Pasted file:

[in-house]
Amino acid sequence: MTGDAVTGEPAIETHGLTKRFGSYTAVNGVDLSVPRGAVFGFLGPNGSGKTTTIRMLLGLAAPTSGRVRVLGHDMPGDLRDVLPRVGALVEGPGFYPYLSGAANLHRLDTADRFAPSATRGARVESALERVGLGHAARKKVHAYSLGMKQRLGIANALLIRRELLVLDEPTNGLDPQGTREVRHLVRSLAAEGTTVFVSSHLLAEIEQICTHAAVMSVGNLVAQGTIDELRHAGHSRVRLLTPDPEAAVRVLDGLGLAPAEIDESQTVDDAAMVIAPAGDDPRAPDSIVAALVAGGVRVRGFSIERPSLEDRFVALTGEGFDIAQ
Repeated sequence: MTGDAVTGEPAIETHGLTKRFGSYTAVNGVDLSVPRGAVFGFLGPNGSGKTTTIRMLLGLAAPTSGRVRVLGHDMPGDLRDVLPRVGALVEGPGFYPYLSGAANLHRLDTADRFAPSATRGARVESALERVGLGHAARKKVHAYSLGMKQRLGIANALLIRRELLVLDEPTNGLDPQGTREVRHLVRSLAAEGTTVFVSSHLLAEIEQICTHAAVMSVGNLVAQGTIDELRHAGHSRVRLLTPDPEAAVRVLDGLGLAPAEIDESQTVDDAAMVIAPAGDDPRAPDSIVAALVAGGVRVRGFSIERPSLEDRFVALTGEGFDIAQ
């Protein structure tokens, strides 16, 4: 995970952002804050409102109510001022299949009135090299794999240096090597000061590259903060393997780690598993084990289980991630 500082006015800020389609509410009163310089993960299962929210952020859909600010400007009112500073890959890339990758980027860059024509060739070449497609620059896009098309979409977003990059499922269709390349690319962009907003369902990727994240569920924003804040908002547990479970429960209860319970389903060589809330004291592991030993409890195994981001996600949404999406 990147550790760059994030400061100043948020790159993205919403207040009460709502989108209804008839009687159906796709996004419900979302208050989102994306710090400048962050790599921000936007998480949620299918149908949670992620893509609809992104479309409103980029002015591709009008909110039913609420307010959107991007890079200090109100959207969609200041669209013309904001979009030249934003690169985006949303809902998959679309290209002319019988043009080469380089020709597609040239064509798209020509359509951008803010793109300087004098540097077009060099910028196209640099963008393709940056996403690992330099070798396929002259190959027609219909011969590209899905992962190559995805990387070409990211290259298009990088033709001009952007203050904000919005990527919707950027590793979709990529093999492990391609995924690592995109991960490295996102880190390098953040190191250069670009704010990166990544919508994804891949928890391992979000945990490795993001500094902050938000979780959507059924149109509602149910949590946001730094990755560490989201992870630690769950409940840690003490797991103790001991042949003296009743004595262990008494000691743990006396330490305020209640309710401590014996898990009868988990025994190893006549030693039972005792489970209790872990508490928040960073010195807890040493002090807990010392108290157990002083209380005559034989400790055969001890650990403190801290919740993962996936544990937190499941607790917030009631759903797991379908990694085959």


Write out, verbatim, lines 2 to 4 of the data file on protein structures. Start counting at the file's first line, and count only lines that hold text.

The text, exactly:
Amino acid sequence: MTGDAVTGEPAIETHGLTKRFGSYTAVNGVDLSVPRGAVFGFLGPNGSGKTTTIRMLLGLAAPTSGRVRVLGHDMPGDLRDVLPRVGALVEGPGFYPYLSGAANLHRLDTADRFAPSATRGARVESALERVGLGHAARKKVHAYSLGMKQRLGIANALLIRRELLVLDEPTNGLDPQGTREVRHLVRSLAAEGTTVFVSSHLLAEIEQICTHAAVMSVGNLVAQGTIDELRHAGHSRVRLLTPDPEAAVRVLDGLGLAPAEIDESQTVDDAAMVIAPAGDDPRAPDSIVAALVAGGVRVRGFSIERPSLEDRFVALTGEGFDIAQ
Repeated sequence: MTGDAVTGEPAIETHGLTKRFGSYTAVNGVDLSVPRGAVFGFLGPNGSGKTTTIRMLLGLAAPTSGRVRVLGHDMPGDLRDVLPRVGALVEGPGFYPYLSGAANLHRLDTADRFAPSATRGARVESALERVGLGHAARKKVHAYSLGMKQRLGIANALLIRRELLVLDEPTNGLDPQGTREVRHLVRSLAAEGTTVFVSSHLLAEIEQICTHAAVMSVGNLVAQGTIDELRHAGHSRVRLLTPDPEAAVRVLDGLGLAPAEIDESQTVDDAAMVIAPAGDDPRAPDSIVAALVAGGVRVRGFSIERPSLEDRFVALTGEGFDIAQ
């Protein structure tokens, strides 16, 4: 995970952002804050409102109510001022299949009135090299794999240096090597000061590259903060393997780690598993084990289980991630 500082006015800020389609509410009163310089993960299962929210952020859909600010400007009112500073890959890339990758980027860059024509060739070449497609620059896009098309979409977003990059499922269709390349690319962009907003369902990727994240569920924003804040908002547990479970429960209860319970389903060589809330004291592991030993409890195994981001996600949404999406 990147550790760059994030400061100043948020790159993205919403207040009460709502989108209804008839009687159906796709996004419900979302208050989102994306710090400048962050790599921000936007998480949620299918149908949670992620893509609809992104479309409103980029002015591709009008909110039913609420307010959107991007890079200090109100959207969609200041669209013309904001979009030249934003690169985006949303809902998959679309290209002319019988043009080469380089020709597609040239064509798209020509359509951008803010793109300087004098540097077009060099910028196209640099963008393709940056996403690992330099070798396929002259190959027609219909011969590209899905992962190559995805990387070409990211290259298009990088033709001009952007203050904000919005990527919707950027590793979709990529093999492990391609995924690592995109991960490295996102880190390098953040190191250069670009704010990166990544919508994804891949928890391992979000945990490795993001500094902050938000979780959507059924149109509602149910949590946001730094990755560490989201992870630690769950409940840690003490797991103790001991042949003296009743004595262990008494000691743990006396330490305020209640309710401590014996898990009868988990025994190893006549030693039972005792489970209790872990508490928040960073010195807890040493002090807990010392108290157990002083209380005559034989400790055969001890650990403190801290919740993962996936544990937190499941607790917030009631759903797991379908990694085959």